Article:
Let's talk about some of the incredible milestones in figure skating history that happened at the
Városligeti Műjégpálya. On January 6, 1871 in what was the rink's second year of existence, Jackson Haines gave an exhibition to members of the Pest Skating Club and Austro-Hungarian aristocracy there. He was so popular with audiences that the next winter he returned and gave two more exhibitions on January 6 and 7, 1872. The impact he made on skating in Budapest was undoubtedly marked as interest in figure skating grew relatively quickly in the country thereafter. Tibor von Földváry represented Hungary at the second European Championships held in Vienna in 1892 and three year's later the rink played host to the 1895 European Championships, which von Földváry handily won in front of an appreciative home crowd. He would go on to play an integral role developing the early rules of the International Skating Union.

Five years later, on January 20 and 21, 1900, the country's first National Championships in figure skating were held at the rink and eight years later, the Hungarian Figure Skating Association was formed. The country's very first World Champion, Lili Kronberger (who was also only the second female World Champion in history) actually won her second of four consecutive World titles at the Városligeti Műjégpálya in her home city the next year in 1909. I use the term 'won' loosely because she was actually the only skater in the ladies event that year... but a gold medal is a gold medal. When Kronberger retired in 1911, the next three World titles pre-World War I were won by ANOTHER member of the Pest Skating Club, Budapest's own Zsófia Méray-Horváth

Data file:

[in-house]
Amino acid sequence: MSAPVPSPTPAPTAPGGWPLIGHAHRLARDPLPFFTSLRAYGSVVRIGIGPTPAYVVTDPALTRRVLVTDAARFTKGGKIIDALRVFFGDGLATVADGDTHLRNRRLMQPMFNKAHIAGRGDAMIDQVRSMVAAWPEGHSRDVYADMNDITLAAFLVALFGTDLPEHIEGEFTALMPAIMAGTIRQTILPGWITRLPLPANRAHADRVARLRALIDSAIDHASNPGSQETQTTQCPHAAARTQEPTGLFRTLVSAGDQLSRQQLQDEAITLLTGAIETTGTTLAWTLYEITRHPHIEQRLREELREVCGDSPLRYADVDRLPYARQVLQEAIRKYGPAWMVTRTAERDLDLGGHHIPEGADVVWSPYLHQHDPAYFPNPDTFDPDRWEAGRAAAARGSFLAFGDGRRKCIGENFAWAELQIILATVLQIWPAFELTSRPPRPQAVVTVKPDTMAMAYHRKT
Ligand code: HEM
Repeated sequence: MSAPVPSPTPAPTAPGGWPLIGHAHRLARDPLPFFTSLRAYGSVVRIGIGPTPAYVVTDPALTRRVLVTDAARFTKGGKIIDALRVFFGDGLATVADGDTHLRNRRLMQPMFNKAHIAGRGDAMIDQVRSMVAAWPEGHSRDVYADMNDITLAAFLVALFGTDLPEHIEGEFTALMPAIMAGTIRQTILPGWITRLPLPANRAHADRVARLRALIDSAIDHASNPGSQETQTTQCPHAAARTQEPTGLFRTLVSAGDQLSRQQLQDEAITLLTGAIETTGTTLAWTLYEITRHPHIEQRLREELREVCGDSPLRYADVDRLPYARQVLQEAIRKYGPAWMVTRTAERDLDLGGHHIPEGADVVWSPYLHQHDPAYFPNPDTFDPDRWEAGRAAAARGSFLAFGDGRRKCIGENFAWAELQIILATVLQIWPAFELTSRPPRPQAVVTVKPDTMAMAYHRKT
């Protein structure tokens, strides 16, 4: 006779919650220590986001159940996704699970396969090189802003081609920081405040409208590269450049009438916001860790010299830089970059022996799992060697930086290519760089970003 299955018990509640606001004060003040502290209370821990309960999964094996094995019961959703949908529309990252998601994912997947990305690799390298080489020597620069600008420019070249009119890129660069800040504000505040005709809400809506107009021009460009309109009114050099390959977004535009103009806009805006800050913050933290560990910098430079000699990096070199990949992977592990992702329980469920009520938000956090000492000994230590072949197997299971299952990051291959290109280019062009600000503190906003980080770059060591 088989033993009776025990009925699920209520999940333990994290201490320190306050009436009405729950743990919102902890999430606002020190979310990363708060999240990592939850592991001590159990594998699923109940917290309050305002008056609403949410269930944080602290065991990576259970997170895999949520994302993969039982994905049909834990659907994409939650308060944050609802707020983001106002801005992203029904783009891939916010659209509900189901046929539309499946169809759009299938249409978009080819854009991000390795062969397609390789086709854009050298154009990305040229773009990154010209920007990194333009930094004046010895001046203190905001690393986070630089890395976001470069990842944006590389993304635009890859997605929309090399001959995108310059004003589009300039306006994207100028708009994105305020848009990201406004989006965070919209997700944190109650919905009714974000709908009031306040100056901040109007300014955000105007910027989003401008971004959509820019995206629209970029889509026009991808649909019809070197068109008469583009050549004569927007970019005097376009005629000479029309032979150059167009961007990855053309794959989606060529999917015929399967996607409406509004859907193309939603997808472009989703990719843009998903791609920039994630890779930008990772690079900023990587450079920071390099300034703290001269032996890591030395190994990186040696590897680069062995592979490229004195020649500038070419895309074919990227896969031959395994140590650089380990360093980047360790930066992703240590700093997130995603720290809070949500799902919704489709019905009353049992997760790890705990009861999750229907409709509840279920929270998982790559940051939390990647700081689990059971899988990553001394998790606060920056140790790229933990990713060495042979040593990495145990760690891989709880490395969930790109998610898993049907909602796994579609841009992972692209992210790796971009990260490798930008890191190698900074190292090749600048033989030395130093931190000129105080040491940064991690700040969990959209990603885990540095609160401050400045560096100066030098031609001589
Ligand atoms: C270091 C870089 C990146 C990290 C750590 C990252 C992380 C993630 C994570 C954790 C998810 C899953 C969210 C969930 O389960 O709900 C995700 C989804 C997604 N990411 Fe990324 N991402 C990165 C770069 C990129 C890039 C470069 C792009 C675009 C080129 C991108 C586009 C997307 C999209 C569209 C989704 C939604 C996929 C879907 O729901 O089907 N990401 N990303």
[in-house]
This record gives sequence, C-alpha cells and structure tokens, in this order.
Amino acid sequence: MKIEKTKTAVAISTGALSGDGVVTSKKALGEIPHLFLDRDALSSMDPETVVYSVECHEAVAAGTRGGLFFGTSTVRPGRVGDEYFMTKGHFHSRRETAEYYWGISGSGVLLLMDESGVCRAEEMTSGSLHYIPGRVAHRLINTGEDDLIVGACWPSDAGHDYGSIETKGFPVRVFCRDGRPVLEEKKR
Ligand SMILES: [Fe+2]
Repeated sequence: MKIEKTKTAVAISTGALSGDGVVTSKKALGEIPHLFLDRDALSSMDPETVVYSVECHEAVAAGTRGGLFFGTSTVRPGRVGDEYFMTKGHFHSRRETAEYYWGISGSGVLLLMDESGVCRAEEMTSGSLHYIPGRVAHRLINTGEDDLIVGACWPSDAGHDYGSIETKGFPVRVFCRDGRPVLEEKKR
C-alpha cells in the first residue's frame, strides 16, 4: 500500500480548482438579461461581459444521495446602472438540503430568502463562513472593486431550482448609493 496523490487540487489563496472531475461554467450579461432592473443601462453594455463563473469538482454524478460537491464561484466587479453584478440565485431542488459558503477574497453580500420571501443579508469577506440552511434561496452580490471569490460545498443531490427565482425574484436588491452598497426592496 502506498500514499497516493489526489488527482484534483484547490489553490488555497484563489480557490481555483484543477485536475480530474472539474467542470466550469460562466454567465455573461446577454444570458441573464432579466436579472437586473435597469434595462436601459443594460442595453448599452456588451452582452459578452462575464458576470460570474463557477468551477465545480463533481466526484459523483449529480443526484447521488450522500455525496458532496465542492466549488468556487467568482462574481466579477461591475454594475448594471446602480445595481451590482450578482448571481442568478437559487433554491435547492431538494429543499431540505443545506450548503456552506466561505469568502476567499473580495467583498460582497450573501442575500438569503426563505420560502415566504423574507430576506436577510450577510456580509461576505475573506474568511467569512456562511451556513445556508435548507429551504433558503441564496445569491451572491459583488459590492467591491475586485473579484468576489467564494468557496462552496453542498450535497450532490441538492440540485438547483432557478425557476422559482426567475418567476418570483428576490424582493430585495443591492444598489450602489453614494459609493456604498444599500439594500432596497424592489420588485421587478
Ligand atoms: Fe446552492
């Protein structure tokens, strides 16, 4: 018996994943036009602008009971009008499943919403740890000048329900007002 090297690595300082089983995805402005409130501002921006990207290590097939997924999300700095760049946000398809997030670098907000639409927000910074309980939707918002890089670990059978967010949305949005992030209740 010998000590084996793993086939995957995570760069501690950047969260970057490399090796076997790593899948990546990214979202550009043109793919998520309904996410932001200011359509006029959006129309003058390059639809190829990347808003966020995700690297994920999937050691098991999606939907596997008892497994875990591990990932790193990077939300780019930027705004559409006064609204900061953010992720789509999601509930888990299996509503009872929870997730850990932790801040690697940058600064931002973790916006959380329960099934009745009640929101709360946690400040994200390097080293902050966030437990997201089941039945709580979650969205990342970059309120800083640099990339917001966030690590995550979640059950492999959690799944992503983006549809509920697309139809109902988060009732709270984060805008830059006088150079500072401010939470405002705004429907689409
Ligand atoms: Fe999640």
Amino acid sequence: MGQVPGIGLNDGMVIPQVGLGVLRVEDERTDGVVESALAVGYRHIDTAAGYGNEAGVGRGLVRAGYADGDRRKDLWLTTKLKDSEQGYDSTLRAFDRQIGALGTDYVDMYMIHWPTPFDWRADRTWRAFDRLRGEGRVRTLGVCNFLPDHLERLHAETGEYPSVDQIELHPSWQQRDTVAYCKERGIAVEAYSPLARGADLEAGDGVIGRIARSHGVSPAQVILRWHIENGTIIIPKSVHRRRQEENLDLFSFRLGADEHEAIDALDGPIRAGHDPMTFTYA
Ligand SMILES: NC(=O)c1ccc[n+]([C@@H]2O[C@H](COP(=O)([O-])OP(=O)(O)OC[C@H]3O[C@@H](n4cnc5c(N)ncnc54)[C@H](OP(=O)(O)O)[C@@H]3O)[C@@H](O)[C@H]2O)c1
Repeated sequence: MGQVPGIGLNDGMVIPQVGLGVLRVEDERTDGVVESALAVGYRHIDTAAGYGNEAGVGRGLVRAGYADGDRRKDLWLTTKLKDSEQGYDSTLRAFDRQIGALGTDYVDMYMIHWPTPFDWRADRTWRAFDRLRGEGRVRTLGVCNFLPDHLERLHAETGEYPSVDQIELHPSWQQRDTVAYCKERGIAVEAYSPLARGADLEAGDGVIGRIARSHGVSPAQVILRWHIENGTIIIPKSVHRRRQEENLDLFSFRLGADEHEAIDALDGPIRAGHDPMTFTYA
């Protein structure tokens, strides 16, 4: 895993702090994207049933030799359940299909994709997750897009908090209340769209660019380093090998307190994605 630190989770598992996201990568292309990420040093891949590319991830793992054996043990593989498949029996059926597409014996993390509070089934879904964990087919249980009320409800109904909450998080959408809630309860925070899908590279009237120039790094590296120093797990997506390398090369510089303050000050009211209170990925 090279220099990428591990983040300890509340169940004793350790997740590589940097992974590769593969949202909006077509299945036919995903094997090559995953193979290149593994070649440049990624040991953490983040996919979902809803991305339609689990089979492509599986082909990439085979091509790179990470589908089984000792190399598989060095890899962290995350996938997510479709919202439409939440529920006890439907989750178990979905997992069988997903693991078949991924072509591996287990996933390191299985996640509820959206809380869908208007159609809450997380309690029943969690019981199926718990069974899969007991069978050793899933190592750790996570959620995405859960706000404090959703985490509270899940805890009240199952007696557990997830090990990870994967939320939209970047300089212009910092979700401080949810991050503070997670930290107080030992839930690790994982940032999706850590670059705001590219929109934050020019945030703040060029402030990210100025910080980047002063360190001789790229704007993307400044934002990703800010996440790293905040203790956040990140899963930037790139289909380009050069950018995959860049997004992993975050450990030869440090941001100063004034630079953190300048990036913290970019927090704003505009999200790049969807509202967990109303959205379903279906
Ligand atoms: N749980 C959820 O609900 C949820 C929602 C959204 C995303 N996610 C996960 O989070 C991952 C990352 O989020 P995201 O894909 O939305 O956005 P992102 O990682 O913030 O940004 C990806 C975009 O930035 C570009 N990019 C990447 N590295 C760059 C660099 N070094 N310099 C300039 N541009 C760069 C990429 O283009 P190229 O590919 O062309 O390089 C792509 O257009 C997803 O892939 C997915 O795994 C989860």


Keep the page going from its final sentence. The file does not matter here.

The rich skating community in Budapest suffered a huge blow during World War I when initial plans to develop the skating club were put on hold for financial reasons. A 1920 article from the Hungarian Association explained that due to finances and the War "the former champions are no longer able to compete and if you can not compete, you do not know how to relate to advanced non-residents that the situation in the finances of the ice rink's plan will not be achieved for years from now. It will be good if the natural ice rink can be maintained but all of this ultimately inhibits the development of sports, not to say it is impossible." It took a few years for things to come around but in 1926, an outdoor artificial surface was built to replace the lake rink and in 1968 that surface was extended in size. The new surface brought in many travelling ice shows and in 1929, the Városligeti Műjégpálya played host to the ladies and pairs World Championships, where hometown favourites and future two time European Champions Olga Orgonista and Sándor Szalay won their first international medal. Those World Championships were also the site of Sonja Henie's third of ten World titles. The rink would go on to play host to the 1935 and 1939 World Championships for the men and pairs before another World War set the Városligeti Műjégpálya back in an incredible way.